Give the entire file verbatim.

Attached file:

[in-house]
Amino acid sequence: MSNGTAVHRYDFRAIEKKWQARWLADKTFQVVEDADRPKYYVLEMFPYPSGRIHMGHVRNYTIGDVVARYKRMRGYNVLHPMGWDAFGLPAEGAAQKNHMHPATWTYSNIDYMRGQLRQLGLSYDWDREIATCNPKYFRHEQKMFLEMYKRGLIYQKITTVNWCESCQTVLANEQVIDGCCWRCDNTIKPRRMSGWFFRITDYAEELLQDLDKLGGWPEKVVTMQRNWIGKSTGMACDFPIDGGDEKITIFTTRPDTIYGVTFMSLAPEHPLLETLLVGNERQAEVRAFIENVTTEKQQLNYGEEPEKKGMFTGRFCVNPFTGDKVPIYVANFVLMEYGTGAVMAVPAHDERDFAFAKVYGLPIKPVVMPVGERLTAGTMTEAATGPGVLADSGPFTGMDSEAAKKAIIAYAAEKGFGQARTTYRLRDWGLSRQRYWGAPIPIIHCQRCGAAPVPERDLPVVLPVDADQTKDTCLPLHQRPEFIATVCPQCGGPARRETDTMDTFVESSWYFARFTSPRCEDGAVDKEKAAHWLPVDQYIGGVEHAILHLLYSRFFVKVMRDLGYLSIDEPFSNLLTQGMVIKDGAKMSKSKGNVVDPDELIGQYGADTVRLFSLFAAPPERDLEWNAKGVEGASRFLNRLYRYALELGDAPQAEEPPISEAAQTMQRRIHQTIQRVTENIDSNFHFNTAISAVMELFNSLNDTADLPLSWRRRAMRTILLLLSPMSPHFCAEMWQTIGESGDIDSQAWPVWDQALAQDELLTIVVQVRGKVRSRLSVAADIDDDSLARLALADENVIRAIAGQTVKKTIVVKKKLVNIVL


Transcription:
[in-house]
Amino acid sequence: MSNGTAVHRYDFRAIEKKWQARWLADKTFQVVEDADRPKYYVLEMFPYPSGRIHMGHVRNYTIGDVVARYKRMRGYNVLHPMGWDAFGLPAEGAAQKNHMHPATWTYSNIDYMRGQLRQLGLSYDWDREIATCNPKYFRHEQKMFLEMYKRGLIYQKITTVNWCESCQTVLANEQVIDGCCWRCDNTIKPRRMSGWFFRITDYAEELLQDLDKLGGWPEKVVTMQRNWIGKSTGMACDFPIDGGDEKITIFTTRPDTIYGVTFMSLAPEHPLLETLLVGNERQAEVRAFIENVTTEKQQLNYGEEPEKKGMFTGRFCVNPFTGDKVPIYVANFVLMEYGTGAVMAVPAHDERDFAFAKVYGLPIKPVVMPVGERLTAGTMTEAATGPGVLADSGPFTGMDSEAAKKAIIAYAAEKGFGQARTTYRLRDWGLSRQRYWGAPIPIIHCQRCGAAPVPERDLPVVLPVDADQTKDTCLPLHQRPEFIATVCPQCGGPARRETDTMDTFVESSWYFARFTSPRCEDGAVDKEKAAHWLPVDQYIGGVEHAILHLLYSRFFVKVMRDLGYLSIDEPFSNLLTQGMVIKDGAKMSKSKGNVVDPDELIGQYGADTVRLFSLFAAPPERDLEWNAKGVEGASRFLNRLYRYALELGDAPQAEEPPISEAAQTMQRRIHQTIQRVTENIDSNFHFNTAISAVMELFNSLNDTADLPLSWRRRAMRTILLLLSPMSPHFCAEMWQTIGESGDIDSQAWPVWDQALAQDELLTIVVQVRGKVRSRLSVAADIDDDSLARLALADENVIRAIAGQTVKKTIVVKKKLVNIVL